Can Mets starting rotation hold up?

The Mets have lined up Carlos Carrasco, Max Scherzer and Justin Verlander to start in a crucial three-game series against the NL East-leading Atlanta Braves that begins on Tuesday evening at Truist Park.

It’s good timing since those three are pitching well. The Mets will need this trio, especially Scherzer and Verlander, to be reliable if they are going to make it to the playoffs this season and achieve their objective of winning a championship.

We can moan about the team’s hitting woes, especially after this past weekend against the Toronto Blue Jays, but hitting fluctuates in a long season. The Mets will go only as far as their starters go. When these guys pitch well, as they did against the Philadelphia Phillies, they will win and go far. If they pitch as they did at the start of April, they are not going to make the playoffs.

What we saw from the starters against the Phillies is what they need to keep doing while the hitters figure it out.

In the three-game sweep against the Phillies, Kodai Senga, Carrasco and Scherzer combined to pitch 20 innings and give up two earned runs. On Friday night’s Mets’ 3-0 loss against the Toronto Blue Jays, Verlander gave up a run in six innings on a 117-pitch performance. On Saturday, Tylor Megill gave up a run over 5 ⅓ innings.

This is what the Mets envisioned from the starting rotation this season. It was the starters who pitched well last season that had the Mets in the playoffs. Of course, Scherzer and Chris Bassitt bombed in the postseason last year as the Mets lost in the wild-card series against the San Diego Padres.

The Mets need to get more out of Scherzer. He is their co-ace with Verlander. They need him to go six or seven innings for them to win, and most importantly, they need him healthy. At the age of 38, that’s a question mark whether he will be healthy with his ongoing back and neck issues.

Scherzer may be coming along now after pitching well in his last four starts. In his start against the Washington Nationals, he gave up a run on two hits in five innings in the Mets’ 8-2 victory. Then against the Cleveland Guardians, he pitched six shutout innings while allowing three hits in the Mets’ 5-4 victory. Against the Colorado Rockies at Coors Field, he allowed a run on six hits in seven innings in the Mets’ 5-2 victory. In his last start against the Phillies, he gave up two runs on five hits in the Mets’ 4-2 victory.

It sure looks like his back and neck are functioning fine for him to pitch well, but again things can change in a long season, especially at his age. Basically, the Mets need to hope for the best when he is out there that he is healthy and in one piece. This remains to be seen. His health will dictate how he is going to pitch this year.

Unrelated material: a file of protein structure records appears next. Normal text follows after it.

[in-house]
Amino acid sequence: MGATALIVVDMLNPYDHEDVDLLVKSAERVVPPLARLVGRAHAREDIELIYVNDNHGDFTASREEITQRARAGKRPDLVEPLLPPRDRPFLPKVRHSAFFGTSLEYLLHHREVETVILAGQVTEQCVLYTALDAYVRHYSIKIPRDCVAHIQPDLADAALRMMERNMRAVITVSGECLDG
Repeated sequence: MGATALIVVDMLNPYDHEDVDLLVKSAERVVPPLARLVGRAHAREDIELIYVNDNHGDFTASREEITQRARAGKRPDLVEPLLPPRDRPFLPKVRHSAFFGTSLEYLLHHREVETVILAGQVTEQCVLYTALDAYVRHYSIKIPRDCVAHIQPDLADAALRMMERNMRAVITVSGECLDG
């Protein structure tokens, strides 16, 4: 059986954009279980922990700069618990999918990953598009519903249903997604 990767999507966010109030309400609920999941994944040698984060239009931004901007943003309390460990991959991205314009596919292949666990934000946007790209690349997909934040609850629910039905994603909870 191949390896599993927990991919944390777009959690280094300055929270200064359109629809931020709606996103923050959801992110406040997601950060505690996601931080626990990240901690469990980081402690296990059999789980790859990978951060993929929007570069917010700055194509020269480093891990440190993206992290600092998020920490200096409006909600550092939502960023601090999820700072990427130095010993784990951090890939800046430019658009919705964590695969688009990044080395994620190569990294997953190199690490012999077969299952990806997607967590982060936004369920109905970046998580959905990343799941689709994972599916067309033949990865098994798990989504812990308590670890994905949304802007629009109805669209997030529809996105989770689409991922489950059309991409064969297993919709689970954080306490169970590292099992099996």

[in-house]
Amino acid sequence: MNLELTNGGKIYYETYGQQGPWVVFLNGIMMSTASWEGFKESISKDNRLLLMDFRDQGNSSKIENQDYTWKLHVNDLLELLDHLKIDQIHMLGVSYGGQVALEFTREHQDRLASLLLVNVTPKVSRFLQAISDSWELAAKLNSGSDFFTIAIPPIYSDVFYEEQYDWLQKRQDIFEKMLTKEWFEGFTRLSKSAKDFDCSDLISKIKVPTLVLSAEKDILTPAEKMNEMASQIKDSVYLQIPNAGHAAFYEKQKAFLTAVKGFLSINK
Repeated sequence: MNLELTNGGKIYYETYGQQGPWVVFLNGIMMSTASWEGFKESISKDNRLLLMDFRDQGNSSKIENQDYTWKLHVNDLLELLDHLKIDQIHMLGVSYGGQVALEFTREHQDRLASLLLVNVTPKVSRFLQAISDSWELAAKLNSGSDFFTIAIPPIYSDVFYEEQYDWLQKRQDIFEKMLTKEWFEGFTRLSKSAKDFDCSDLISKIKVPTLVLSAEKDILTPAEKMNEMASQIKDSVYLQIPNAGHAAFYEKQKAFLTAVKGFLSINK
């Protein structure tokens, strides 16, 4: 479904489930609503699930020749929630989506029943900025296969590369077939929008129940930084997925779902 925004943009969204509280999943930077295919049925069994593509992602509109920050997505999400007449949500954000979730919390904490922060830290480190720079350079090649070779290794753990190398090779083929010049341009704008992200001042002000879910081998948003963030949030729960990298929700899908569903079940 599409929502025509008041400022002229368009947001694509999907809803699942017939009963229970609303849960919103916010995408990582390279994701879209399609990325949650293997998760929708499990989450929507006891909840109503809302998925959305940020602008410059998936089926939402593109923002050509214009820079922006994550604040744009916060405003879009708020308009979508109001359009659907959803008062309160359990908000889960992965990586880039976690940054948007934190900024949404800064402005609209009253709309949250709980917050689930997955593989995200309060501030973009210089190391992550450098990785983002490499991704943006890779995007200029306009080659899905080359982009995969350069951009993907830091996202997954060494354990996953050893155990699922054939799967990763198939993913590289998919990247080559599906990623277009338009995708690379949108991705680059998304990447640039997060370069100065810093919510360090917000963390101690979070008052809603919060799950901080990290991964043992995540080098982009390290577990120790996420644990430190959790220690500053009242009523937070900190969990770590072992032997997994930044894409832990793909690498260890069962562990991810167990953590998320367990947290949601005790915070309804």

Verlander is still trying to find his groove after being on the injured list to start the season with a low-grade strain in his upper arm. He has had his ups and downs as one would expect. We really don’t know what to make of him yet. We still need to see him make a few more starts before judging him.

It has to be encouraging that he pitched some gems against the Cincinnati Reds, Blue Jays and Guardians, so he provides hope that he can be the money ace the Mets envisioned when they signed him this offseason.

As long as he remains healthy, he should be fine. He has been durable for most of his career. He may be one of the few bright spots of the Mets’ inconsistent season so far.

No one expects Carrasco to be an ace, but he has to be serviceable as has been the case during his last two starts. Since returning from the injured list, he’s made three starts. In his first start back from the injured list, he allowed five runs on five hits in five innings against the Guardians. However, in his last two starts, he pitched well by only allowing one run on five hits in 6 ⅔ innings against the Cubs and followed it up by allowing a run on six hits in six innings against the Phillies. That’s allowing only two runs in 12 ⅔ innings.

Another good start against the Braves would be another step in the right direction for him.

Senga has been good, but not great. He pitched well at Citi Field by pitching to a 1.93 ERA, but struggles on the road by pitching to a 6.12 ERA and allowing five home runs. Based on getting shelled by the Blue Jays in his last start by allowing four runs (three earned) on four hits and five walks that included him throwing 31 pitches in the second inning , he has yet to make adjustments on pitching on normal rest as he is used to pitching once a week in Japan. To his credit, he goes deep in games when he is out there.

The Mets can feel good that he will give them quality starts when he is out there. They are going to need to get more out of him since it’s unknown how healthy and effective Scherzer and Verlander can be in a long season.

Megill is who he is. A No. 5 starter that can pitch well and be awful. He is still trying to find his way.

As disappointing as this weekend was for the Amazins, they have shown signs they are about to turn it around. It starts on the mound. If the starters can go six or seven, the Mets can use their setup guy Adam Ottavino or Brooks Raley in the seventh and eighth innings and David Robertson to close out. That’s the formula to win games based on them going 16-0 when the Mets starters go at least six innings with their best relievers closing out.

Once the weather heats up with summer starting in a few weeks, the hitters will start hitting and the pitchers will continue to pitch well as they keep finding their way.

For the Mets to end their inconsistency, it starts with the starters performing and being healthy.

It remains to be seen if the rotation can keep this up as well as it’s going right now.

You can read Leslie's Jersey Sporting News columns on Mondays, Tuesdays and Fridays.